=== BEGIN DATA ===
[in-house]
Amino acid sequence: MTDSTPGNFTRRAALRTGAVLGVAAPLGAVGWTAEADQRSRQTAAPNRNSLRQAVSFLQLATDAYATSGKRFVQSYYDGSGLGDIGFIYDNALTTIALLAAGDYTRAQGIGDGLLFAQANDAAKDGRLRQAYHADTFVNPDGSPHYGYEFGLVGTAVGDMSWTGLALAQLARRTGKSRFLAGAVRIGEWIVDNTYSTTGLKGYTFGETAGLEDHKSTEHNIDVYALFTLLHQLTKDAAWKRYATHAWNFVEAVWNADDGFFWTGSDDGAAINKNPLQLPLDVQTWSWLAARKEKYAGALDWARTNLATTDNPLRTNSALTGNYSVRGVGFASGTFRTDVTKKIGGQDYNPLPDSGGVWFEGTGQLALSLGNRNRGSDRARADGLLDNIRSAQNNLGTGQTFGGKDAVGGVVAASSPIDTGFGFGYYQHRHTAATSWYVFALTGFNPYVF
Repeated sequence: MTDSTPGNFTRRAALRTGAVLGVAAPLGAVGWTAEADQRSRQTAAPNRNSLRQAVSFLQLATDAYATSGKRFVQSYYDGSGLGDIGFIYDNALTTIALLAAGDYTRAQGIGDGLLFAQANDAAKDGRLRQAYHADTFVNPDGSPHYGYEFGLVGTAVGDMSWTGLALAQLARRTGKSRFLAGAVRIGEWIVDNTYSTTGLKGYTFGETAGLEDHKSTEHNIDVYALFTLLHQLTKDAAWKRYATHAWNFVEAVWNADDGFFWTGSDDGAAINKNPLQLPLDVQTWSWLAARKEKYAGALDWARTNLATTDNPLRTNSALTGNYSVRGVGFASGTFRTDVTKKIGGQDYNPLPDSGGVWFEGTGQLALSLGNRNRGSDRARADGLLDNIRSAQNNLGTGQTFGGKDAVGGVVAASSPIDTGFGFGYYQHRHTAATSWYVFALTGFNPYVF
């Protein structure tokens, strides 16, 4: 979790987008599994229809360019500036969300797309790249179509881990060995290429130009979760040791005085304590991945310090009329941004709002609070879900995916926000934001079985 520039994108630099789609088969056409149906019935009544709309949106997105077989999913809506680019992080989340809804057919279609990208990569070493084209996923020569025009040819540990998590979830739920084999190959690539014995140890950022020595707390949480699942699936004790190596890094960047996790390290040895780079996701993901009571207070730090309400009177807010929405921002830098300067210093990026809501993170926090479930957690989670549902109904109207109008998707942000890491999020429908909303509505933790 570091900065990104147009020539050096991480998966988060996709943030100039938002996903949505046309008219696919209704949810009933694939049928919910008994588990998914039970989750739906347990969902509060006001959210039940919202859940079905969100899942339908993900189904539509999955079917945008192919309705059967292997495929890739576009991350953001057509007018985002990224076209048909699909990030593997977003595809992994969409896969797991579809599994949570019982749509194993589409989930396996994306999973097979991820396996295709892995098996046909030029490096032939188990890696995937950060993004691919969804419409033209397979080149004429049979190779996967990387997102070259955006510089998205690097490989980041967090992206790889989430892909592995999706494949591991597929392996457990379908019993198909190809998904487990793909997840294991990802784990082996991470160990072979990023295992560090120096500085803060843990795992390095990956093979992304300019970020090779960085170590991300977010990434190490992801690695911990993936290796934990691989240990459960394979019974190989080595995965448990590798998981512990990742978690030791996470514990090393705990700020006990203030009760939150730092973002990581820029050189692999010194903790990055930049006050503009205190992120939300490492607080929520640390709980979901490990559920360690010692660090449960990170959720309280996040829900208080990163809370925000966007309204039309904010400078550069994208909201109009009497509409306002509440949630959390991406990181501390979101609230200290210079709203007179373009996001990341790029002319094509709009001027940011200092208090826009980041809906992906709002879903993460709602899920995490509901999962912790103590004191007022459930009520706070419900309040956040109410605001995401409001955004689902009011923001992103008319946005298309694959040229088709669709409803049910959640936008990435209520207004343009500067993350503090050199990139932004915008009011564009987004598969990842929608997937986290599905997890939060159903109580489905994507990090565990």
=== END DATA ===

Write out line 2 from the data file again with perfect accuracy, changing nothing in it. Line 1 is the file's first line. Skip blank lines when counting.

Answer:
Amino acid sequence: MTDSTPGNFTRRAALRTGAVLGVAAPLGAVGWTAEADQRSRQTAAPNRNSLRQAVSFLQLATDAYATSGKRFVQSYYDGSGLGDIGFIYDNALTTIALLAAGDYTRAQGIGDGLLFAQANDAAKDGRLRQAYHADTFVNPDGSPHYGYEFGLVGTAVGDMSWTGLALAQLARRTGKSRFLAGAVRIGEWIVDNTYSTTGLKGYTFGETAGLEDHKSTEHNIDVYALFTLLHQLTKDAAWKRYATHAWNFVEAVWNADDGFFWTGSDDGAAINKNPLQLPLDVQTWSWLAARKEKYAGALDWARTNLATTDNPLRTNSALTGNYSVRGVGFASGTFRTDVTKKIGGQDYNPLPDSGGVWFEGTGQLALSLGNRNRGSDRARADGLLDNIRSAQNNLGTGQTFGGKDAVGGVVAASSPIDTGFGFGYYQHRHTAATSWYVFALTGFNPYVF